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How to Stop Thinking About Work at the End of the Day5 min read

December 7, 2018
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How to Stop Thinking About Work at the End of the Day5 min read

A lot of people find it hard to switch off at the end of the workday.

For freelancers and remote workers, this can be even tougher. Not only do you have so many different things to think about when it comes to running your business, you also don’t have to physically leave the office… So it’s difficult to stick to a hard stop at the end of your day.

But does that necessarily mean that you’re getting more done?

A third of remote workers say that difficulty shutting down is actually their top productivity blocker.

Anywhere Workers Survey, 2018

You can stay more productive by working a reasonable amount of hours each day and allowing yourself time to rest.

But if that’s easier said than done for you, you may need to put some tactics in place to help you shut down at the end of the day.

Here are some useful tips to help you stop thinking about work.

1. Put your calls and emails on hold

Nothing will draw you back into your work like a feedback email from a client. Sure, you can tell yourself not to check your emails anymore, but will that really stop you from having one more peek before you close your computer?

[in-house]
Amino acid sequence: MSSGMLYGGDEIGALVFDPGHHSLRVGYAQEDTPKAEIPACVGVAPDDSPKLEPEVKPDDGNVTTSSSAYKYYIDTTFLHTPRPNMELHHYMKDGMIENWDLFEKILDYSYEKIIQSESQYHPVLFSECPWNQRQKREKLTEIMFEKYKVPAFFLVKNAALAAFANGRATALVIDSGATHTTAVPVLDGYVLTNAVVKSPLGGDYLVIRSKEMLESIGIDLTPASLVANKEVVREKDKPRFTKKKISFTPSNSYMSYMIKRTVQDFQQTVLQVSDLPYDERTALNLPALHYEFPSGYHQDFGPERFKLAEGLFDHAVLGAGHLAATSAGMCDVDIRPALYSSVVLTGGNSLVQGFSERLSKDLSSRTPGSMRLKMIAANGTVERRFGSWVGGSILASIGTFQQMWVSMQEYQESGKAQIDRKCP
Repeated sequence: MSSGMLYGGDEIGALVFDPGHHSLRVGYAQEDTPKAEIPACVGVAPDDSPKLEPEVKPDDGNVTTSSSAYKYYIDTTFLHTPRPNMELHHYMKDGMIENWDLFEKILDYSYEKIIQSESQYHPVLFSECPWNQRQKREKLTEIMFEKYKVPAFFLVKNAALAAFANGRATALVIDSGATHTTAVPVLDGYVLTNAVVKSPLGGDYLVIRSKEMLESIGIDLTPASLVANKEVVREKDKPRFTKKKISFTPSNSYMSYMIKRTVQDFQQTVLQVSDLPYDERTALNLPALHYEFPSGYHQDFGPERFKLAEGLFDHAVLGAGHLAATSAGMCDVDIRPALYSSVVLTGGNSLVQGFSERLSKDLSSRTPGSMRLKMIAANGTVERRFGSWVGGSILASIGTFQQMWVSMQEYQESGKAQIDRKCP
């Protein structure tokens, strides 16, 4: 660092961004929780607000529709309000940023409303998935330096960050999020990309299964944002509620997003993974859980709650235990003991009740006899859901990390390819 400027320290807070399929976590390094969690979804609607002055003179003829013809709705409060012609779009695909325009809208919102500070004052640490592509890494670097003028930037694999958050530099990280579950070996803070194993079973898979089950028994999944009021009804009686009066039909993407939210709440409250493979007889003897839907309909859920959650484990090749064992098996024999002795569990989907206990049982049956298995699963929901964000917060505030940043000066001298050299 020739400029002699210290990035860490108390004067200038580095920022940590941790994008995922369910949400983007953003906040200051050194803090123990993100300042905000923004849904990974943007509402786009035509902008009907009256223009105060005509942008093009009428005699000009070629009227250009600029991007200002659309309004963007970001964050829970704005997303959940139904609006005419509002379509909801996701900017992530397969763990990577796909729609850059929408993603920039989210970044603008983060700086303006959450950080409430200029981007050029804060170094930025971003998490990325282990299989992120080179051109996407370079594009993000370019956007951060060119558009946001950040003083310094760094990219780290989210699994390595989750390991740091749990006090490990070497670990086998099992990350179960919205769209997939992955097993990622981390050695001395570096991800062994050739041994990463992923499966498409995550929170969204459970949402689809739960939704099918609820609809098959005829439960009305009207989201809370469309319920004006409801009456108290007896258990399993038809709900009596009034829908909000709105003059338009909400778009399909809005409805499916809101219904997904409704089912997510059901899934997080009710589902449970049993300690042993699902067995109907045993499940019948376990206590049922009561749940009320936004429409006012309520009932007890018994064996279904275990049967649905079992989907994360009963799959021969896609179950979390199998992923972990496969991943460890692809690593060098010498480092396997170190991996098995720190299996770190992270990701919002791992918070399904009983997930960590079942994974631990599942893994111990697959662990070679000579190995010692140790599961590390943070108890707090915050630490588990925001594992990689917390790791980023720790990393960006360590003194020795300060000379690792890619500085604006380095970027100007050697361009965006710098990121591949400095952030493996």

Blocking your calls and emails during periods you don’t want to be distracted can be a great way to ensure you don’t succumb to that temptation. Use Boomerang to pause emails after 5pm so you can review anything new in the morning. Create a custom ‘do not disturb’ on your mobile phone that starts automatically after work hours and only permits calls from close family and friends.

2. Set a calendar reminder

You can alert yourself that it’s almost close time by creating a reminder that will notify you 20-30 minutes before you need to stop work. It sounds so simple, but doing it will help you wind up your work activities and remind you not to start any new tasks.

3. Schedule an activity

Make a plan for something you find interesting outside of work—like joining a class at the gym or hanging out with a friend. This helps give you a non-negotiable stop time as well as occupying your mind with other things right away so you can switch out of work mode. The added benefit of exercising is that it will boost the endorphins in your brain, to help you push those worries further out of sight.

4. Practice mindfulness

Mindfulness meditation has been proven to help you focus more, sleep better, and stress less. Training to make yourself more mindful will help you stay present in whatever you’re doing after work, rather than letting your mind wander back to what you need to get done. Apps like Headspace are great for training you to meditate.

5. Create a task list for the next day

Just before close time, write down any activity you know you didn’t finish and schedule it for the following day. Do this even if you have an online version of a task list that you’re using. The act of writing the tasks down helps you let go of anything that you didn’t complete, and stop worrying about everything you need to get done the next day. It clears your mind and reassures you that you’re in control, which allows you to give yourself permission to relax.